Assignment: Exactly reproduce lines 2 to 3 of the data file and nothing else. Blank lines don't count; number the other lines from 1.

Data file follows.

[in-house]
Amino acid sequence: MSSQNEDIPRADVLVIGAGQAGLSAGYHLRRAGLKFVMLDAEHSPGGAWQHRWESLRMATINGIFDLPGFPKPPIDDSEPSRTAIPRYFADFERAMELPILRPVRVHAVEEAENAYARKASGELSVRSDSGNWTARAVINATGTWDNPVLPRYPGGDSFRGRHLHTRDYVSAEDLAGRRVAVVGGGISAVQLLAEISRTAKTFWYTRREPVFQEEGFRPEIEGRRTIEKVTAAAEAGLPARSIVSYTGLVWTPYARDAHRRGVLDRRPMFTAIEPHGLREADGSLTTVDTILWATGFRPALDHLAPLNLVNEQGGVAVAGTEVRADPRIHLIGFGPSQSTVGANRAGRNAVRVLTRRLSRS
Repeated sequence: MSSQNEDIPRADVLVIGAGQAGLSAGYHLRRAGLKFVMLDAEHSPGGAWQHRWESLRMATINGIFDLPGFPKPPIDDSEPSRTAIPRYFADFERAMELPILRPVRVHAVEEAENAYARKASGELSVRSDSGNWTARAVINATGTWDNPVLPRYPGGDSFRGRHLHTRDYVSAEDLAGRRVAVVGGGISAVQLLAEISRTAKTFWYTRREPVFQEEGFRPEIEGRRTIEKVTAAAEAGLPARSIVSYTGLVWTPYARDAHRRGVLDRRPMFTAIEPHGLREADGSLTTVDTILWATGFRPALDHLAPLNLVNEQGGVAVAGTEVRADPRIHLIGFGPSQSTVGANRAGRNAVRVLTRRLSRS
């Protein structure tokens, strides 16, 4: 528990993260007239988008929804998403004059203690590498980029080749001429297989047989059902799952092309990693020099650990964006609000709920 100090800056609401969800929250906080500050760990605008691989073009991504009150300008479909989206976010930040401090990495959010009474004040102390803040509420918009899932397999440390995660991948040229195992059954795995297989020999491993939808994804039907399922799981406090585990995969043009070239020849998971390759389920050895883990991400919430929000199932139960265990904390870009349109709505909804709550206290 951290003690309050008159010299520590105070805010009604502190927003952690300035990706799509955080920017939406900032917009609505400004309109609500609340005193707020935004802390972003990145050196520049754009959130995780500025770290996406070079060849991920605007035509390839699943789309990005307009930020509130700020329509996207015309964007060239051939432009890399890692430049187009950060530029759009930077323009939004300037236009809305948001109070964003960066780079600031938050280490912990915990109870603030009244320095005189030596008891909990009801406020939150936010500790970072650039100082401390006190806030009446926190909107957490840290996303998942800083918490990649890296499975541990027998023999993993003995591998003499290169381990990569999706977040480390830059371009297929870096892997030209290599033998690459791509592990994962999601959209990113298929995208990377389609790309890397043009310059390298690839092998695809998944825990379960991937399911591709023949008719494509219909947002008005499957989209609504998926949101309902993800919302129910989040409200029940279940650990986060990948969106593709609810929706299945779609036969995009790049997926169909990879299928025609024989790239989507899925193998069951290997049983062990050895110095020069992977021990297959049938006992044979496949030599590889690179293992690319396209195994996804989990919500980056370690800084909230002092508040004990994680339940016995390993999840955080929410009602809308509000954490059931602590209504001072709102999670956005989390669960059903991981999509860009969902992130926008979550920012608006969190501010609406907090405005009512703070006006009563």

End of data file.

Amino acid sequence: MSSQNEDIPRADVLVIGAGQAGLSAGYHLRRAGLKFVMLDAEHSPGGAWQHRWESLRMATINGIFDLPGFPKPPIDDSEPSRTAIPRYFADFERAMELPILRPVRVHAVEEAENAYARKASGELSVRSDSGNWTARAVINATGTWDNPVLPRYPGGDSFRGRHLHTRDYVSAEDLAGRRVAVVGGGISAVQLLAEISRTAKTFWYTRREPVFQEEGFRPEIEGRRTIEKVTAAAEAGLPARSIVSYTGLVWTPYARDAHRRGVLDRRPMFTAIEPHGLREADGSLTTVDTILWATGFRPALDHLAPLNLVNEQGGVAVAGTEVRADPRIHLIGFGPSQSTVGANRAGRNAVRVLTRRLSRS
Repeated sequence: MSSQNEDIPRADVLVIGAGQAGLSAGYHLRRAGLKFVMLDAEHSPGGAWQHRWESLRMATINGIFDLPGFPKPPIDDSEPSRTAIPRYFADFERAMELPILRPVRVHAVEEAENAYARKASGELSVRSDSGNWTARAVINATGTWDNPVLPRYPGGDSFRGRHLHTRDYVSAEDLAGRRVAVVGGGISAVQLLAEISRTAKTFWYTRREPVFQEEGFRPEIEGRRTIEKVTAAAEAGLPARSIVSYTGLVWTPYARDAHRRGVLDRRPMFTAIEPHGLREADGSLTTVDTILWATGFRPALDHLAPLNLVNEQGGVAVAGTEVRADPRIHLIGFGPSQSTVGANRAGRNAVRVLTRRLSRS